I had an interesting conversation two weeks ago about the working process for doing theory work in CS and EE. We discussed two extremes of working styles. In one, you meticulously prove small statements, type them up as you go along, getting the epsilons and deltas right and not working on the next step until the current step is totally set. I call this “prove as you go.” The other is that you sketch out some proofs to convince yourself that they are probably true (in some form) and then try to chase down the implications until you have the big result. When some deadline rolls around, you then build up the proofs for real. This could be thought of as “scaffolding first.” Fundamentally, these are internal modes of working, but because of the pressure to publish in CS and EE they end up influencing how people view theory work.
The advantages of the first method is that you have everything set when you want to actually write a paper. The disadvantage is that you often prove the wrong lemma or you prove some useless lemmas, and it’s hard to see the forest for the trees. Scaffolding lets you get a good sense of what you want to prove and how to do it and can figure out some new directions/more interesting problems faster. But since the details get fleshed out at the end, there’s a long hashing-out process when you decide to put a paper together.
Of course, most people work somewhere in the middle of these two extremes. How should graduate students be mentored in this process? From a pedagogical standpoint, it seems best to get younger graduate students prove as they go to get their technical chops down. Later on they can think a bit more in the scaffolding vein. But this is bad from the motivation standpoint — if you are so caught up in the details it’s hard to stay motivated on the problem. If you go the other direction, you run at cross-purposes to a major aim of graduate school: learning how to take a real problem and find a good technical formulation for it. Starting out with the scaffolding approach is like throwing a first-year graduate student in the deep end and hoping they will swim. How should students train themselves and how can advisors help in the process?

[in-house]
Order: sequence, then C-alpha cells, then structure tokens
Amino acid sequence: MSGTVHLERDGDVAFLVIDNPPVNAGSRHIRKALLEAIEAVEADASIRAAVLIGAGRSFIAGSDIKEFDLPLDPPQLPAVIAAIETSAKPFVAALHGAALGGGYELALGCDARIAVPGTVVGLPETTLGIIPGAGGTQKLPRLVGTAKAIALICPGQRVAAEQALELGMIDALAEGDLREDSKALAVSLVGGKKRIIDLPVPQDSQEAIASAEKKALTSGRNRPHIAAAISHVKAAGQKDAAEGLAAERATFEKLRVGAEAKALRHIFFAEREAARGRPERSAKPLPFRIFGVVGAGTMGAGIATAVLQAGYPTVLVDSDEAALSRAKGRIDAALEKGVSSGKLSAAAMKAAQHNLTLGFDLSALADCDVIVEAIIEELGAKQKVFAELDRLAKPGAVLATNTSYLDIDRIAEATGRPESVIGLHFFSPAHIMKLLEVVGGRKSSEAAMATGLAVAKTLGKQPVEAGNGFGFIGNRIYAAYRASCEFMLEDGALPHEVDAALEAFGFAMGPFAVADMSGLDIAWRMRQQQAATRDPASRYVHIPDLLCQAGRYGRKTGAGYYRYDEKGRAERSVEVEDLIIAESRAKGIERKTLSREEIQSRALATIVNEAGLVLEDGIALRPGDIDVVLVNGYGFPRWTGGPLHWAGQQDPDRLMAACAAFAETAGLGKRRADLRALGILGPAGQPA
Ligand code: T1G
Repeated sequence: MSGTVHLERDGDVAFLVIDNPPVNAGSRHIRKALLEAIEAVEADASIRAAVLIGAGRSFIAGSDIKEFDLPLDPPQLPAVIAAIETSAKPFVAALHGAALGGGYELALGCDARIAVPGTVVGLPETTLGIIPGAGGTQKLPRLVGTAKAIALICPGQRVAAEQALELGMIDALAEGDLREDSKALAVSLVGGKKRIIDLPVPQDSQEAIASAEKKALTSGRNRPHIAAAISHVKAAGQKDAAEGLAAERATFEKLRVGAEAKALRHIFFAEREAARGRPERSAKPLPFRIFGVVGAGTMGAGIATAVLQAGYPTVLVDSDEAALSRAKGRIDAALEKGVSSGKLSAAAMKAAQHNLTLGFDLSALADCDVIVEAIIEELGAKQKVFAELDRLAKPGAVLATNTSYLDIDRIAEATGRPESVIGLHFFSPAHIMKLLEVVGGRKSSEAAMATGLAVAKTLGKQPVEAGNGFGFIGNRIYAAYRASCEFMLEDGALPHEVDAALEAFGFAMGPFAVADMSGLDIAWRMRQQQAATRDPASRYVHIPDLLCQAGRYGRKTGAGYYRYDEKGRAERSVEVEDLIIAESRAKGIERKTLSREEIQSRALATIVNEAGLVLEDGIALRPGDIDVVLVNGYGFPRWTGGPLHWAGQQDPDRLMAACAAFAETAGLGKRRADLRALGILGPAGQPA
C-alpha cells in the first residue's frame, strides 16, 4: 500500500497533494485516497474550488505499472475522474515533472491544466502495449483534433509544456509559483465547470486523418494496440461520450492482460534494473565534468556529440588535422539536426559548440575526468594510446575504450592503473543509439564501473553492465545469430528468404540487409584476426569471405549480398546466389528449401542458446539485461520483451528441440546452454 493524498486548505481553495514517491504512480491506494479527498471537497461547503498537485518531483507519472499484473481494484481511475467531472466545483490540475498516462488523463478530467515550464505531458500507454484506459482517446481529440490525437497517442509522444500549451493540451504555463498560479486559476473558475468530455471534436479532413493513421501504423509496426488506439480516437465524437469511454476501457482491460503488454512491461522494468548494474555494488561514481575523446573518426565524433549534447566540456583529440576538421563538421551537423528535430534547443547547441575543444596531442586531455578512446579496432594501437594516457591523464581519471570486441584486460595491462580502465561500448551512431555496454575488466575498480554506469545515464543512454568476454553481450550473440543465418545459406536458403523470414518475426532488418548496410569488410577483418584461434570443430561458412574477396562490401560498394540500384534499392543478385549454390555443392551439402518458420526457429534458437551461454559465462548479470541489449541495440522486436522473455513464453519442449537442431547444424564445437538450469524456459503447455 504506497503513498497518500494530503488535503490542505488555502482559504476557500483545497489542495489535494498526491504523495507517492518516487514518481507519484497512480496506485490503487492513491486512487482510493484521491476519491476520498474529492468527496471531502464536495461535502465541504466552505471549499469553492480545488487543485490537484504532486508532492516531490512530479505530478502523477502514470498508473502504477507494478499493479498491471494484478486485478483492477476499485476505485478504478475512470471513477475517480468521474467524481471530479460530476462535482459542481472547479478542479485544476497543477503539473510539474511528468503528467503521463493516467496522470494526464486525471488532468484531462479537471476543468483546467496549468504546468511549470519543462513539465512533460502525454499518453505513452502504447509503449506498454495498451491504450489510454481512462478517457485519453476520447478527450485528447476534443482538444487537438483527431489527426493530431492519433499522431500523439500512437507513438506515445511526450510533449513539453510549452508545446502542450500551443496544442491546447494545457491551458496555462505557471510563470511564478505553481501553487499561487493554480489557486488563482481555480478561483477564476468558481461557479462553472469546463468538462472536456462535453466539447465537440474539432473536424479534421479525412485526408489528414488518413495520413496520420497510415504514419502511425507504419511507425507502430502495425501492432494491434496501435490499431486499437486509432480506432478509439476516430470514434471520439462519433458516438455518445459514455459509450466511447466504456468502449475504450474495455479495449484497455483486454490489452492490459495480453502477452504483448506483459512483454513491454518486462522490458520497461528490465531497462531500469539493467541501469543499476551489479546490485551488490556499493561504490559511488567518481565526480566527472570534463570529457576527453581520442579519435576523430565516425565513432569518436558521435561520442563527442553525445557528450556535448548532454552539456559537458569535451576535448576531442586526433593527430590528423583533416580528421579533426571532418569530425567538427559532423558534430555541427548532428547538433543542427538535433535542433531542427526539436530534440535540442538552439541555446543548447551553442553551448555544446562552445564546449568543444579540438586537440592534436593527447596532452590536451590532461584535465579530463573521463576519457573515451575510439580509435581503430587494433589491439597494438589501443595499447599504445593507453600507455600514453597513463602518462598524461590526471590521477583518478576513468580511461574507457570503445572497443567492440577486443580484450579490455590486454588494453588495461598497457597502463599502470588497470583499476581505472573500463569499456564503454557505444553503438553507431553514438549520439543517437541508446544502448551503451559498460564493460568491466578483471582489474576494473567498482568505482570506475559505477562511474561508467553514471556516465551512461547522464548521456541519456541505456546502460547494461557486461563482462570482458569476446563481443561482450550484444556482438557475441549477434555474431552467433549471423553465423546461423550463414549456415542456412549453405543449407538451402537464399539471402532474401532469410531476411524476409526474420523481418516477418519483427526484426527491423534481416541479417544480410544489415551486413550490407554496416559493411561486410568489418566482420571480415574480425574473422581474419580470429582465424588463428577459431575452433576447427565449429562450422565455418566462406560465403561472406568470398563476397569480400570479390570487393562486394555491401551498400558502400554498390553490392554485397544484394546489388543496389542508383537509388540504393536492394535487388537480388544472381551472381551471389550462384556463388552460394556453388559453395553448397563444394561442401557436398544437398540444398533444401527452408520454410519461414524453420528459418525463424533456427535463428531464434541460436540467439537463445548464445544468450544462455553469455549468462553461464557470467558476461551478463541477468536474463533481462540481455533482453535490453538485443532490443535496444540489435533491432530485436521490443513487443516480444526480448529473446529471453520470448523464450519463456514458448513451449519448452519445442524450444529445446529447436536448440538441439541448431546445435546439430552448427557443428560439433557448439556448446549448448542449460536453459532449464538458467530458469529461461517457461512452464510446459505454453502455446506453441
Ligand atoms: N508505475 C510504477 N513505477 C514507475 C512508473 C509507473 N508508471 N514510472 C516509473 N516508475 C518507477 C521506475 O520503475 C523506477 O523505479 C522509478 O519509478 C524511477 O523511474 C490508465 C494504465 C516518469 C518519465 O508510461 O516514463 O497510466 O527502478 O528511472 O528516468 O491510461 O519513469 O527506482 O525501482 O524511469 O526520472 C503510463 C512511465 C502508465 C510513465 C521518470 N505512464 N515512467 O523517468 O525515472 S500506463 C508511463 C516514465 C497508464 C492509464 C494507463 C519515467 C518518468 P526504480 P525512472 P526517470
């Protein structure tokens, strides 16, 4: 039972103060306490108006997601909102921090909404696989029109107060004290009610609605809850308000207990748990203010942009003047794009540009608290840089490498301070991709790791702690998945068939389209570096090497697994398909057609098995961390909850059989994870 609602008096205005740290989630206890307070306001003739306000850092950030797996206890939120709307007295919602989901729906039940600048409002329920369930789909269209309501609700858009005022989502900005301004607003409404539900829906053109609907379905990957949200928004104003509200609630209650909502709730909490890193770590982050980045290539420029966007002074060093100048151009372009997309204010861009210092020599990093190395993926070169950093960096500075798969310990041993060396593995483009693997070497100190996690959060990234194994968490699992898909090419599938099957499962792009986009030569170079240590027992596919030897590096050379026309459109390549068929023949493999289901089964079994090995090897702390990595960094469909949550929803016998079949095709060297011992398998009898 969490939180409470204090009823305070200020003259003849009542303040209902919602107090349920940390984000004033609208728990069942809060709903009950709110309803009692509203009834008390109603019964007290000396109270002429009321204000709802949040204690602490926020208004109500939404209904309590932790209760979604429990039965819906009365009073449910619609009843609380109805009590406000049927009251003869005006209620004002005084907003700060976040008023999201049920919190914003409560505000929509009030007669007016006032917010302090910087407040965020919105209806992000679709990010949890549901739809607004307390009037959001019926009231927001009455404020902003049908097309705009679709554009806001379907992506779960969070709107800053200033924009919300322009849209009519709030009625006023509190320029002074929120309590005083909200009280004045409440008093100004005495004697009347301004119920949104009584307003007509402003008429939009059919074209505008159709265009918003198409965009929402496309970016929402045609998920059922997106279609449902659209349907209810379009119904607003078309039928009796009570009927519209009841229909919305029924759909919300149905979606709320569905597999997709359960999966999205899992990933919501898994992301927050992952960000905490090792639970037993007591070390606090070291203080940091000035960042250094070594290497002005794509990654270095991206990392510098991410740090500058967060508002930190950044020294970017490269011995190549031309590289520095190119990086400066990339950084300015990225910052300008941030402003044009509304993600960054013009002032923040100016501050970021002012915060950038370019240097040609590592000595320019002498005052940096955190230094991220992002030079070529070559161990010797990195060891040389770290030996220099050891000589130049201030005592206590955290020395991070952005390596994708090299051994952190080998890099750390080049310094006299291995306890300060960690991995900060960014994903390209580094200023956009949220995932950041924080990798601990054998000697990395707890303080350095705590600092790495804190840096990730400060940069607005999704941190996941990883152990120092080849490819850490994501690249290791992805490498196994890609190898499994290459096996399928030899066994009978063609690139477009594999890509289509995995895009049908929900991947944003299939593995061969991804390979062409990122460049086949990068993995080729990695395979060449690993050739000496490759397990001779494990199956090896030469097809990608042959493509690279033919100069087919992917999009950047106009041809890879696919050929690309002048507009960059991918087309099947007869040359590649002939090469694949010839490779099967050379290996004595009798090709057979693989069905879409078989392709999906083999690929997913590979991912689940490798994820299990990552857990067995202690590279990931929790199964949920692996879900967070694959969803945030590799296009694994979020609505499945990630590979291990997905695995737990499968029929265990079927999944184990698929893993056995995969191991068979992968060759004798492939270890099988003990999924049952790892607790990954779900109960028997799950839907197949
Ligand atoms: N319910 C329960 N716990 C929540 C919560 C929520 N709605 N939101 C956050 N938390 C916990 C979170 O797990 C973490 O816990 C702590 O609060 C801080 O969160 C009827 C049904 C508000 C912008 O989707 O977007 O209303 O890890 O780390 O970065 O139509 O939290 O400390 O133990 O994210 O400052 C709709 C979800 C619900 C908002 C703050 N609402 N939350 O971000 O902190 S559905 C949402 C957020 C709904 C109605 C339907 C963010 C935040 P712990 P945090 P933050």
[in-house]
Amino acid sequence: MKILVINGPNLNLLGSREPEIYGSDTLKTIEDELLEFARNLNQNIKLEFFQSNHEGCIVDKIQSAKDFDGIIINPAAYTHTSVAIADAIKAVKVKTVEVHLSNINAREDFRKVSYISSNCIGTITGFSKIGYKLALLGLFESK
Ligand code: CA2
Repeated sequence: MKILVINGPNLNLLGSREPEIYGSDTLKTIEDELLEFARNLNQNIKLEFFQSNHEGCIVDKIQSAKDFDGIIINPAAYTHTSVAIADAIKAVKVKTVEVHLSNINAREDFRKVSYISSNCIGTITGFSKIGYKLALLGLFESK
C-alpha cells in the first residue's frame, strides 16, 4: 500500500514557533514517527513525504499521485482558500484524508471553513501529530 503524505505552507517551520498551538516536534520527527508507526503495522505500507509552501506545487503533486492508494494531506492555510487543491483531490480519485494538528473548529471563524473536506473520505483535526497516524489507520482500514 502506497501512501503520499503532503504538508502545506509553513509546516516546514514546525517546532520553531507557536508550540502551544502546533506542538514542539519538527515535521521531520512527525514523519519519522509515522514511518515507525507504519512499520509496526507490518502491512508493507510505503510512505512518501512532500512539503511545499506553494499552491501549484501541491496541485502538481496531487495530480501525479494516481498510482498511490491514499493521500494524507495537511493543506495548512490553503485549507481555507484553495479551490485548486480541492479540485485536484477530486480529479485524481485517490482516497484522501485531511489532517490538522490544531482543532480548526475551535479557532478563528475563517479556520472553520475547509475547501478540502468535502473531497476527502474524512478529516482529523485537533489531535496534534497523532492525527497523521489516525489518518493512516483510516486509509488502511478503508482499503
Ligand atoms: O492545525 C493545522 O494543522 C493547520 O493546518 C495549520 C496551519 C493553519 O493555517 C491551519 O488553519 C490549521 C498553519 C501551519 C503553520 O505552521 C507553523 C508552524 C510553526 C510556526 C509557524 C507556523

Another question is where the balance should be in steady-state. It seems like the prescription is to always “prove as you go,” which is how mathematics should work. But in CS and EE the theorems and proofs are less baroque and the culture is to publish more frequently than in mathematics. So some unhappy medium is struck and with the pressure to submit papers to conferences things often swing more to the scaffolding end, but with the hashing-out of proof details getting deferred. Page limits mean the full proof cannot be published in the proceedings, so many people who see the talk or paper say “well, I’ll believe it when I see the journal version.” Unfortunately, sometimes there is no journal version (because the conference is considered “archival”) or it takes a while for the full paper to get put together. This gives the scaffolding approach a bad rap because really, if the paper that you produce in the end has all the technical details worked out then it should be fine.
Here is where ArXiV can help. Right now what happens in information theory is that people submit a paper to a conference (say ISIT) and then put up the 5 page ISIT paper on ArXiV for faster dissemination. It might be better to put an extended version with full proofs on the ArXiV. It’s like a technical report, really. The downside is that it is a lot of extra work just in terms of writing. The upside is that you get faster dissemination but also give readers more to go on. There are worries about being “scooped” and so on, but you can just not put the paper on ArXiV then.
In any case, it’s a fun corner of epistemology to think about. I’m sure others have had deeper thoughts about it.